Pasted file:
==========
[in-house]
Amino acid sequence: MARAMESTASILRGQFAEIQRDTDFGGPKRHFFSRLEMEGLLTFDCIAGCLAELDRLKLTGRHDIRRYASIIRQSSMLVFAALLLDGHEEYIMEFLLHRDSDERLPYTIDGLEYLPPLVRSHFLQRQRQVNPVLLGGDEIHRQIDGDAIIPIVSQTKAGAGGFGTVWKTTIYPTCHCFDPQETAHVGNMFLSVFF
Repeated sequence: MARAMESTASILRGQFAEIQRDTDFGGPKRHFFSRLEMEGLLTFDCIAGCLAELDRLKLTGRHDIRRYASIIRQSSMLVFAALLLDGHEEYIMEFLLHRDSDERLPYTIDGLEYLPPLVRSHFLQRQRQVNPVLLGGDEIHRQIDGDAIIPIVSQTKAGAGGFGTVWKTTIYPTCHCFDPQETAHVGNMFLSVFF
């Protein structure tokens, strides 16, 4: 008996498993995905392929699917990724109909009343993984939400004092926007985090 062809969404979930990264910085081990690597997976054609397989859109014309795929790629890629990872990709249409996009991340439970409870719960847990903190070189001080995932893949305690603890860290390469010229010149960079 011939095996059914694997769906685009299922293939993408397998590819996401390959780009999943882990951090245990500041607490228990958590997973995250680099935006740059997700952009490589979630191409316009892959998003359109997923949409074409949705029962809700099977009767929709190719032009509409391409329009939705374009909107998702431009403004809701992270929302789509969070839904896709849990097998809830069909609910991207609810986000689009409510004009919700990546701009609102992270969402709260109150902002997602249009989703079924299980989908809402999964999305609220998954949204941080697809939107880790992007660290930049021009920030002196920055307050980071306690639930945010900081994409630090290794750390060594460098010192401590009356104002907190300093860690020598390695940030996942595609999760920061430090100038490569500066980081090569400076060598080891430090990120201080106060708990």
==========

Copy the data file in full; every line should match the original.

[in-house]
Amino acid sequence: MARAMESTASILRGQFAEIQRDTDFGGPKRHFFSRLEMEGLLTFDCIAGCLAELDRLKLTGRHDIRRYASIIRQSSMLVFAALLLDGHEEYIMEFLLHRDSDERLPYTIDGLEYLPPLVRSHFLQRQRQVNPVLLGGDEIHRQIDGDAIIPIVSQTKAGAGGFGTVWKTTIYPTCHCFDPQETAHVGNMFLSVFF
Repeated sequence: MARAMESTASILRGQFAEIQRDTDFGGPKRHFFSRLEMEGLLTFDCIAGCLAELDRLKLTGRHDIRRYASIIRQSSMLVFAALLLDGHEEYIMEFLLHRDSDERLPYTIDGLEYLPPLVRSHFLQRQRQVNPVLLGGDEIHRQIDGDAIIPIVSQTKAGAGGFGTVWKTTIYPTCHCFDPQETAHVGNMFLSVFF
């Protein structure tokens, strides 16, 4: 008996498993995905392929699917990724109909009343993984939400004092926007985090 062809969404979930990264910085081990690597997976054609397989859109014309795929790629890629990872990709249409996009991340439970409870719960847990903190070189001080995932893949305690603890860290390469010229010149960079 011939095996059914694997769906685009299922293939993408397998590819996401390959780009999943882990951090245990500041607490228990958590997973995250680099935006740059997700952009490589979630191409316009892959998003359109997923949409074409949705029962809700099977009767929709190719032009509409391409329009939705374009909107998702431009403004809701992270929302789509969070839904896709849990097998809830069909609910991207609810986000689009409510004009919700990546701009609102992270969402709260109150902002997602249009989703079924299980989908809402999964999305609220998954949204941080697809939107880790992007660290930049021009920030002196920055307050980071306690639930945010900081994409630090290794750390060594460098010192401590009356104002907190300093860690020598390695940030996942595609999760920061430090100038490569500066980081090569400076060598080891430090990120201080106060708990």